April 14, 2015
This spring The American Scholar has published a story from my recent work in Kenya’s Kakuma Refugee Camp. The piece began as a short piece posted to Instagram, and this collaboration with The Scholar is about experimenting with how we share stories, and how they might move from one platform to another to give a larger sense than any single work can do on its own. The Scholar is also running a gallery of portraits I made in and around Kakuma, and I’ll be rolling out a new series of picture-stories on Instagram this week.
March 18, 2015
Next week I’ll be speaking at The Power of Narrative Conference in Boston. The lineup looks great this year (more on speakers + sked), and I’m particularly excited to be on a panel discussing Instagram storytelling with a pair of writers I admire: Jeff Sharlet and Darcy Courteau. If you’re in town, come on over and join us.
February 01, 2015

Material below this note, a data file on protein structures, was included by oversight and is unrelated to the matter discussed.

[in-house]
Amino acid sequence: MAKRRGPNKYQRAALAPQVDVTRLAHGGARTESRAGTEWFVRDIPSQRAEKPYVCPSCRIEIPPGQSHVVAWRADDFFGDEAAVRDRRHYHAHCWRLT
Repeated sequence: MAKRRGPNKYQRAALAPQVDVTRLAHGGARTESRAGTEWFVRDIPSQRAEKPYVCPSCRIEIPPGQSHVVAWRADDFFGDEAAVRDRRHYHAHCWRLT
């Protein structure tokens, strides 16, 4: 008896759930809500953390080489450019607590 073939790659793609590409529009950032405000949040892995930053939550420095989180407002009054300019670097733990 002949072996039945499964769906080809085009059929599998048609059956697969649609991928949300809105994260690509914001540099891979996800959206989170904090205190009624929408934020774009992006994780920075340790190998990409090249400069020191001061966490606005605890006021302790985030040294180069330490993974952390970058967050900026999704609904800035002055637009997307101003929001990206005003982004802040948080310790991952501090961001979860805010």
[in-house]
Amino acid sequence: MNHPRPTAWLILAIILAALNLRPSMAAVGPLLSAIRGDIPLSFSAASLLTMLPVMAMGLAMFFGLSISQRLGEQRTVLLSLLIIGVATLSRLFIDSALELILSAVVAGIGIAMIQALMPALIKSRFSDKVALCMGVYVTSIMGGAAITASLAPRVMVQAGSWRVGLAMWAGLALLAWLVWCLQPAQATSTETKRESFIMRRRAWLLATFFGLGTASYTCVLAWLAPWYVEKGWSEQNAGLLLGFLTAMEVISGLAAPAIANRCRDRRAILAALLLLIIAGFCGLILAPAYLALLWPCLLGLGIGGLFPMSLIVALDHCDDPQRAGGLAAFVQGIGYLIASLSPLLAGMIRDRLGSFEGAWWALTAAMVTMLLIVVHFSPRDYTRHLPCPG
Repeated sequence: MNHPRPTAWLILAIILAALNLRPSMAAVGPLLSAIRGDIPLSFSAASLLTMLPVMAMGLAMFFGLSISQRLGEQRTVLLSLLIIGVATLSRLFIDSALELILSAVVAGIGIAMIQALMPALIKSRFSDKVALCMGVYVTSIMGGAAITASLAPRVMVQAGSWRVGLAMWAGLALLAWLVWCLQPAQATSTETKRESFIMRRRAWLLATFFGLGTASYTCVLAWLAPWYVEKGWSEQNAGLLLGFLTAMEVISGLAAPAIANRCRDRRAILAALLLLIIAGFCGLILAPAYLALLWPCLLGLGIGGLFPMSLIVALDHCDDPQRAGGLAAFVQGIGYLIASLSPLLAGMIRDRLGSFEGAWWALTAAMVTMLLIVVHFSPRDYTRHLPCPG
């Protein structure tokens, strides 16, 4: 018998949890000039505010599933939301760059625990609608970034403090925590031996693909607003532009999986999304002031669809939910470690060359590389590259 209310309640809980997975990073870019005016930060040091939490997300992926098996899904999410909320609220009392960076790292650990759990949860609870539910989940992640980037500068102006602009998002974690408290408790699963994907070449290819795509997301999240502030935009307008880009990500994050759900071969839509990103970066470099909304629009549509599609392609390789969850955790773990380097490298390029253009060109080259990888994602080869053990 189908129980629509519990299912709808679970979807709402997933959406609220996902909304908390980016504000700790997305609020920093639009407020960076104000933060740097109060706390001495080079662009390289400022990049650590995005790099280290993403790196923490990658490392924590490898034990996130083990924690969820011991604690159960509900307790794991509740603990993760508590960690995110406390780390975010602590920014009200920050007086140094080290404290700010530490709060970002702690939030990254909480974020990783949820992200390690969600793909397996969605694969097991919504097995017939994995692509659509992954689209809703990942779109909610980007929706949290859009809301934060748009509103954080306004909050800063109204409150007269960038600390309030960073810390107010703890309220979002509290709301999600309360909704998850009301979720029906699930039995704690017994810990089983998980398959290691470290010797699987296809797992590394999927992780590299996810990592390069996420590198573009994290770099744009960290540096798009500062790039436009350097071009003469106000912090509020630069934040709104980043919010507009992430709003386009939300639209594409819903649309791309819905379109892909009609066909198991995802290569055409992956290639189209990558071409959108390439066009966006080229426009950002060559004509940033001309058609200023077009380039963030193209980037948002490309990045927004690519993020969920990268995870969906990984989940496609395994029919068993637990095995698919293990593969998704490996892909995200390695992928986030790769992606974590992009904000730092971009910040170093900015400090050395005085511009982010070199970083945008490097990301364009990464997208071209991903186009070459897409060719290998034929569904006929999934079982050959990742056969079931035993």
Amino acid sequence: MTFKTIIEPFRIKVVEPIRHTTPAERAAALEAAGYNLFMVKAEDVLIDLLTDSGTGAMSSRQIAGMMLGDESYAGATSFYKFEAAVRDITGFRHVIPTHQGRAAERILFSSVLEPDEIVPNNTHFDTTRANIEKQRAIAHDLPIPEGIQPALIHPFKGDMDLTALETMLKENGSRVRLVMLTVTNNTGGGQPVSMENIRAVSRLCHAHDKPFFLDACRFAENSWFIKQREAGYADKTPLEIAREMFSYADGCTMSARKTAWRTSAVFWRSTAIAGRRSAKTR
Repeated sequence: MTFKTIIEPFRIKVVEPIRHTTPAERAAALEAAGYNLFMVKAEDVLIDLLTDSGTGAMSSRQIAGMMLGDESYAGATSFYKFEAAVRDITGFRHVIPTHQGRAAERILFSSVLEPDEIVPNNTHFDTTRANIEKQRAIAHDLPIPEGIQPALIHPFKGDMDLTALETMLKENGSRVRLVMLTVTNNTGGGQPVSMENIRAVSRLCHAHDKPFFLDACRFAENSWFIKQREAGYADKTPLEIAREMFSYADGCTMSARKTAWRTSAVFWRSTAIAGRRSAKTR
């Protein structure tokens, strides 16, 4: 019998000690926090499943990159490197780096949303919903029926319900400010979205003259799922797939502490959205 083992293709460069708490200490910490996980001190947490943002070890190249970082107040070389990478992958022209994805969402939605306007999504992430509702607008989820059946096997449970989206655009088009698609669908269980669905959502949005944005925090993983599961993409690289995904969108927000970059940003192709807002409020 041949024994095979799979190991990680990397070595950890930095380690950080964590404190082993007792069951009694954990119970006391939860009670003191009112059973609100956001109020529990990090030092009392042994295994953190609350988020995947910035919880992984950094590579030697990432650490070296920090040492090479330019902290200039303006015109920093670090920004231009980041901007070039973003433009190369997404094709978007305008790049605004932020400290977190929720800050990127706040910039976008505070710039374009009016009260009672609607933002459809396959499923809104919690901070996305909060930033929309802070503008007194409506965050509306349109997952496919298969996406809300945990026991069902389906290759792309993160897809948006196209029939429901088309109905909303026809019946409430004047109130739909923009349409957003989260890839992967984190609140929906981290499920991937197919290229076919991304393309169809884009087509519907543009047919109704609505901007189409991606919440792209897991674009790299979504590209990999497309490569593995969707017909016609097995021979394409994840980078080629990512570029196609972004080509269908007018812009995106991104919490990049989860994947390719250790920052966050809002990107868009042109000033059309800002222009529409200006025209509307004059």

I’m traveling West this week to the headquarters of Instagram, to present a second storytelling workshop to their talented crew. Peter Gwin and I will be talking about how narratives form in our minds long before we realize it, and how pictures and words can work together most effectively.
Nowhere Stories: Kakuma
October 31, 2014
Headed to northern Kenya this month to begin work on a documentary project at the Kakuma refugee camp. Check out my Instagram for stories about the people we’re working with.
Encounters with the Great War
September 18, 2014
This winter, while I was holed up against blizzards on Cape Cod, Bruce Falconer and I started talking about World War One. The centennial was approaching, and we’re nerds on the subject, so it became the kind of awesome, meandering conversation that seems somehow rarer, even though it spread across every latest connection—text, facebook, email, voicemail, snail mail. The result appears now in the autumn issue of The American Scholar, an essay in which we explore how the war speaks across a century, beyond death. Thanks to Bruce, Editor Bob Wilson, and the Imperial War Museum for the spark and the space to explore. I wasn’t sure at first how to begin this one, so I let Claude Monet’s cathedrals—his quantum visions from Rouen—lead me in.